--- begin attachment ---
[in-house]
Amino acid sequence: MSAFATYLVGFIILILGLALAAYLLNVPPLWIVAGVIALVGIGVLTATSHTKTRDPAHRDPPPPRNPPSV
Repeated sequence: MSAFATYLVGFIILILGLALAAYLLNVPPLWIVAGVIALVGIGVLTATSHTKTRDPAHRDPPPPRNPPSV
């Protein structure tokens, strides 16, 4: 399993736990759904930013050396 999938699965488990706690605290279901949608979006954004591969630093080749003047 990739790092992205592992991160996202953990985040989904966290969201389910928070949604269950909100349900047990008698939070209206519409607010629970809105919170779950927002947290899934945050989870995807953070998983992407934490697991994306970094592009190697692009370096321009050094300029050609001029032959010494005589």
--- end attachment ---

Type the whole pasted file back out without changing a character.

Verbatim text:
[in-house]
Amino acid sequence: MSAFATYLVGFIILILGLALAAYLLNVPPLWIVAGVIALVGIGVLTATSHTKTRDPAHRDPPPPRNPPSV
Repeated sequence: MSAFATYLVGFIILILGLALAAYLLNVPPLWIVAGVIALVGIGVLTATSHTKTRDPAHRDPPPPRNPPSV
């Protein structure tokens, strides 16, 4: 399993736990759904930013050396 999938699965488990706690605290279901949608979006954004591969630093080749003047 990739790092992205592992991160996202953990985040989904966290969201389910928070949604269950909100349900047990008698939070209206519409607010629970809105919170779950927002947290899934945050989870995807953070998983992407934490697991994306970094592009190697692009370096321009050094300029050609001029032959010494005589």